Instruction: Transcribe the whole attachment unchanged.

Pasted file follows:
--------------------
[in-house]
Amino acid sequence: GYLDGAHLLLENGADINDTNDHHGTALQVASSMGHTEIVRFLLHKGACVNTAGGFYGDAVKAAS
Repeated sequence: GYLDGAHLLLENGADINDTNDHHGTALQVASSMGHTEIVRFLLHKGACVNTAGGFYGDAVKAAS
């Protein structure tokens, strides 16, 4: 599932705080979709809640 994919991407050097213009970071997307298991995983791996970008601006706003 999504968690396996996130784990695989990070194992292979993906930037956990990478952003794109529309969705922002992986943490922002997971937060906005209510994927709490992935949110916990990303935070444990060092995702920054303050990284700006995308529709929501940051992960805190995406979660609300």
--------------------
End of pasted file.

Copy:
[in-house]
Amino acid sequence: GYLDGAHLLLENGADINDTNDHHGTALQVASSMGHTEIVRFLLHKGACVNTAGGFYGDAVKAAS
Repeated sequence: GYLDGAHLLLENGADINDTNDHHGTALQVASSMGHTEIVRFLLHKGACVNTAGGFYGDAVKAAS
């Protein structure tokens, strides 16, 4: 599932705080979709809640 994919991407050097213009970071997307298991995983791996970008601006706003 999504968690396996996130784990695989990070194992292979993906930037956990990478952003794109529309969705922002992986943490922002997971937060906005209510994927709490992935949110916990990303935070444990060092995702920054303050990284700006995308529709929501940051992960805190995406979660609300």